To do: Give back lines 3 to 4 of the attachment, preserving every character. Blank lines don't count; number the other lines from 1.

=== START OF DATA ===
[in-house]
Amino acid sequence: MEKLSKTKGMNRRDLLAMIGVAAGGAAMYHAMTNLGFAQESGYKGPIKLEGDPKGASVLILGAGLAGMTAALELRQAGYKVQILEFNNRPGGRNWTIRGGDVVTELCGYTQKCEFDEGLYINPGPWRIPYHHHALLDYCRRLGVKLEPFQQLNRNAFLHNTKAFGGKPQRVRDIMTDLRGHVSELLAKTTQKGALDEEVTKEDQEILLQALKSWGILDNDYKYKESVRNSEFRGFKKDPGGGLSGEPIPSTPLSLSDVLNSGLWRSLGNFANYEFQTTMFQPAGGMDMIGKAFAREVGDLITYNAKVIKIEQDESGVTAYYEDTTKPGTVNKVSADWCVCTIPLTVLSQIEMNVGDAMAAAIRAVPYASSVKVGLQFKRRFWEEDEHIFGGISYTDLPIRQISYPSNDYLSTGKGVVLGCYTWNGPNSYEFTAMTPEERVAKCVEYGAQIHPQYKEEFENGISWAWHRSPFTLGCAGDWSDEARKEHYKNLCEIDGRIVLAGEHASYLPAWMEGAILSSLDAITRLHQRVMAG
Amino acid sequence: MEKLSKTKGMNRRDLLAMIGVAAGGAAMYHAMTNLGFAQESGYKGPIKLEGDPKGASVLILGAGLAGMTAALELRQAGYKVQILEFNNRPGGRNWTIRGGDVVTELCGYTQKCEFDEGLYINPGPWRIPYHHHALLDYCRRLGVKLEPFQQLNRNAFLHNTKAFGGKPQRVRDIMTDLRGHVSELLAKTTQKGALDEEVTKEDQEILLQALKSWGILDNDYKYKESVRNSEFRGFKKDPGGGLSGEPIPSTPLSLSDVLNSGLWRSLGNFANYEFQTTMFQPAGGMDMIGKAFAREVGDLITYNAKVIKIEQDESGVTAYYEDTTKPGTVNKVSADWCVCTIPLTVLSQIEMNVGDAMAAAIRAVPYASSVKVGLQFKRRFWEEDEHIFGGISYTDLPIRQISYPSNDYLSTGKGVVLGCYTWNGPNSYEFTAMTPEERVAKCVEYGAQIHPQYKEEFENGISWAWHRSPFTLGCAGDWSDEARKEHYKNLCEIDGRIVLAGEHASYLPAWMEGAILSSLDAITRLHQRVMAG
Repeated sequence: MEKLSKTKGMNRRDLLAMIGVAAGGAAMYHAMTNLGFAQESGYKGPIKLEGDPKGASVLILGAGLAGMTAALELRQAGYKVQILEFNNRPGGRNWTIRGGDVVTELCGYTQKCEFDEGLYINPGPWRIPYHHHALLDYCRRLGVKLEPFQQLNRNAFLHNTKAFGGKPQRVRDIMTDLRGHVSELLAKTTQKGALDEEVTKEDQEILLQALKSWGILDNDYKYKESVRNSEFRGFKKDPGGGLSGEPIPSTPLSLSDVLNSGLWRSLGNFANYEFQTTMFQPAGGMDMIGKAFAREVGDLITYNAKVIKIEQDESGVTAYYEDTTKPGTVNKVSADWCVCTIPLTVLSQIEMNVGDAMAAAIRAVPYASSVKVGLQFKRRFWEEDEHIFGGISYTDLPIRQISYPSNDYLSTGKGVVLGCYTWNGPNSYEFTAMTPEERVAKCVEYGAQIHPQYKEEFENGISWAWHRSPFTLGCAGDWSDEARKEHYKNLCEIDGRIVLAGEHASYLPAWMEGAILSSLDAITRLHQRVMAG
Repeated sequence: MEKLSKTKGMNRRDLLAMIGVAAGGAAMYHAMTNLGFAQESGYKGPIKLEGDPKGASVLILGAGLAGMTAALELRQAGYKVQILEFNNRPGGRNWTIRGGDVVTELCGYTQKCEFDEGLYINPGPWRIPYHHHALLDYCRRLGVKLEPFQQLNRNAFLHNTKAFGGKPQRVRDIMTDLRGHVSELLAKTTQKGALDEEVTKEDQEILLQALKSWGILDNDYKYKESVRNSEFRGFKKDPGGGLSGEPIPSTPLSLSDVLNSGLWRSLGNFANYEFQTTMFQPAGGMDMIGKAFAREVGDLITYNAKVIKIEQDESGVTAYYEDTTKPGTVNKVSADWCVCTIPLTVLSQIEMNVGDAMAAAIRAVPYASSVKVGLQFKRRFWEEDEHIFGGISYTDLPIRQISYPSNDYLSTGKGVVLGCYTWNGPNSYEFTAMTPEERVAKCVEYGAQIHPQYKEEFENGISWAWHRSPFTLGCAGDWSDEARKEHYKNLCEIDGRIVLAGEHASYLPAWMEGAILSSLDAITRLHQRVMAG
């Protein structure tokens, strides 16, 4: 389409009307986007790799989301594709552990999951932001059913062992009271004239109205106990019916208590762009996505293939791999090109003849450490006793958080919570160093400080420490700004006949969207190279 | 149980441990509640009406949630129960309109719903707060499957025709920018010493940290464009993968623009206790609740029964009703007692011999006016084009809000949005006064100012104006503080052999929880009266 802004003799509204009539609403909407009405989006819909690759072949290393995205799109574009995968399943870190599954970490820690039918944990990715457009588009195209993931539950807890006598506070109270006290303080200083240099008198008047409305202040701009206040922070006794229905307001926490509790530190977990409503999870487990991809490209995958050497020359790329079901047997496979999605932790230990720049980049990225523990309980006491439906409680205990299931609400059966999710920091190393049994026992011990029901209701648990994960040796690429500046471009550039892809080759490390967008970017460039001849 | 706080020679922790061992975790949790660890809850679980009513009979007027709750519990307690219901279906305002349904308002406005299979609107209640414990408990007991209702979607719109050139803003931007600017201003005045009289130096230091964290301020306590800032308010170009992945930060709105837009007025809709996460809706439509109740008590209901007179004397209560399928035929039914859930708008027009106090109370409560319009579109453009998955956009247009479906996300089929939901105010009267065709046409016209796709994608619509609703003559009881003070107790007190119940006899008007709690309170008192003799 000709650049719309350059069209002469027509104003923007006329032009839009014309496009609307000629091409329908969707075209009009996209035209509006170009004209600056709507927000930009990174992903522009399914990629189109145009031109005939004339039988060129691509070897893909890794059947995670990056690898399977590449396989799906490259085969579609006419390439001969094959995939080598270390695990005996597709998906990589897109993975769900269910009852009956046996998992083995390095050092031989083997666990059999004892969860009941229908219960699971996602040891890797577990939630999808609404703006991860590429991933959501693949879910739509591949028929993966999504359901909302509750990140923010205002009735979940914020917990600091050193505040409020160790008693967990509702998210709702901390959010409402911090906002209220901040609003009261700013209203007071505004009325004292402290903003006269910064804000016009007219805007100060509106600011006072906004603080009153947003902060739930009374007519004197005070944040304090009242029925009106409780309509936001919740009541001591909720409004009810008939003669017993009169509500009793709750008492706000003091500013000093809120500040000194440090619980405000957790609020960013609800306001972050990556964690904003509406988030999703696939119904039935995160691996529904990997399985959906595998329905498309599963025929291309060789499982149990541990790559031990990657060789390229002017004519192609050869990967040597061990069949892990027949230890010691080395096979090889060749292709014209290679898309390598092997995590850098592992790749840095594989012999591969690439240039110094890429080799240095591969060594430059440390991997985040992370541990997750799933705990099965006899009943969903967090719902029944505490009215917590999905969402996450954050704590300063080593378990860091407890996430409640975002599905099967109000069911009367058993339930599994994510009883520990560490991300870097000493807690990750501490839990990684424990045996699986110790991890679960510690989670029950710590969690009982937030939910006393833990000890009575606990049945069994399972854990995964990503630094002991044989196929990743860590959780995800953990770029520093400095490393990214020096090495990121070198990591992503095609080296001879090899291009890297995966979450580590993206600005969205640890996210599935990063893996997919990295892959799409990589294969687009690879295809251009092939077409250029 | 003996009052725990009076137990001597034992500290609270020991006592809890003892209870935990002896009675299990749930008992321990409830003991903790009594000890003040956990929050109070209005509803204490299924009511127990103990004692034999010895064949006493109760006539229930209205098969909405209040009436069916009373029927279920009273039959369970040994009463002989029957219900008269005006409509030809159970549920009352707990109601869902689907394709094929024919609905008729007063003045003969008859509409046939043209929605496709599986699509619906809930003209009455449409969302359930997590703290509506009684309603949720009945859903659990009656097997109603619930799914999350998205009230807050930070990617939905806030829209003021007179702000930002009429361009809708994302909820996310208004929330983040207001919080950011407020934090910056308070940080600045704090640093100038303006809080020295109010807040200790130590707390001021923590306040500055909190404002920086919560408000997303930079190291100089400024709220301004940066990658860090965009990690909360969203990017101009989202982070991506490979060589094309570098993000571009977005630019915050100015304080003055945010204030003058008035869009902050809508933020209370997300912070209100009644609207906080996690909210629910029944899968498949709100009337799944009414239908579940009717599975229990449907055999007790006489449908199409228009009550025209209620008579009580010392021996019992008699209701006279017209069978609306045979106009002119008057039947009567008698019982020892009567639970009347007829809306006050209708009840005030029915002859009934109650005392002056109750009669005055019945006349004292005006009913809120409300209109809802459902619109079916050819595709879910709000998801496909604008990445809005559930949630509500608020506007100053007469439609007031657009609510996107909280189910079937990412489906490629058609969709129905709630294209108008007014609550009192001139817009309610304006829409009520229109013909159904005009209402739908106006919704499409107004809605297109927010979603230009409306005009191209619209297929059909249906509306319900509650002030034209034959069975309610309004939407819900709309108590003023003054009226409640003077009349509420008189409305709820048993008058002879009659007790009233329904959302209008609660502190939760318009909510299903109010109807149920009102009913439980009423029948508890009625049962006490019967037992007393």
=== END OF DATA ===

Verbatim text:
Amino acid sequence: MEKLSKTKGMNRRDLLAMIGVAAGGAAMYHAMTNLGFAQESGYKGPIKLEGDPKGASVLILGAGLAGMTAALELRQAGYKVQILEFNNRPGGRNWTIRGGDVVTELCGYTQKCEFDEGLYINPGPWRIPYHHHALLDYCRRLGVKLEPFQQLNRNAFLHNTKAFGGKPQRVRDIMTDLRGHVSELLAKTTQKGALDEEVTKEDQEILLQALKSWGILDNDYKYKESVRNSEFRGFKKDPGGGLSGEPIPSTPLSLSDVLNSGLWRSLGNFANYEFQTTMFQPAGGMDMIGKAFAREVGDLITYNAKVIKIEQDESGVTAYYEDTTKPGTVNKVSADWCVCTIPLTVLSQIEMNVGDAMAAAIRAVPYASSVKVGLQFKRRFWEEDEHIFGGISYTDLPIRQISYPSNDYLSTGKGVVLGCYTWNGPNSYEFTAMTPEERVAKCVEYGAQIHPQYKEEFENGISWAWHRSPFTLGCAGDWSDEARKEHYKNLCEIDGRIVLAGEHASYLPAWMEGAILSSLDAITRLHQRVMAG
Repeated sequence: MEKLSKTKGMNRRDLLAMIGVAAGGAAMYHAMTNLGFAQESGYKGPIKLEGDPKGASVLILGAGLAGMTAALELRQAGYKVQILEFNNRPGGRNWTIRGGDVVTELCGYTQKCEFDEGLYINPGPWRIPYHHHALLDYCRRLGVKLEPFQQLNRNAFLHNTKAFGGKPQRVRDIMTDLRGHVSELLAKTTQKGALDEEVTKEDQEILLQALKSWGILDNDYKYKESVRNSEFRGFKKDPGGGLSGEPIPSTPLSLSDVLNSGLWRSLGNFANYEFQTTMFQPAGGMDMIGKAFAREVGDLITYNAKVIKIEQDESGVTAYYEDTTKPGTVNKVSADWCVCTIPLTVLSQIEMNVGDAMAAAIRAVPYASSVKVGLQFKRRFWEEDEHIFGGISYTDLPIRQISYPSNDYLSTGKGVVLGCYTWNGPNSYEFTAMTPEERVAKCVEYGAQIHPQYKEEFENGISWAWHRSPFTLGCAGDWSDEARKEHYKNLCEIDGRIVLAGEHASYLPAWMEGAILSSLDAITRLHQRVMAG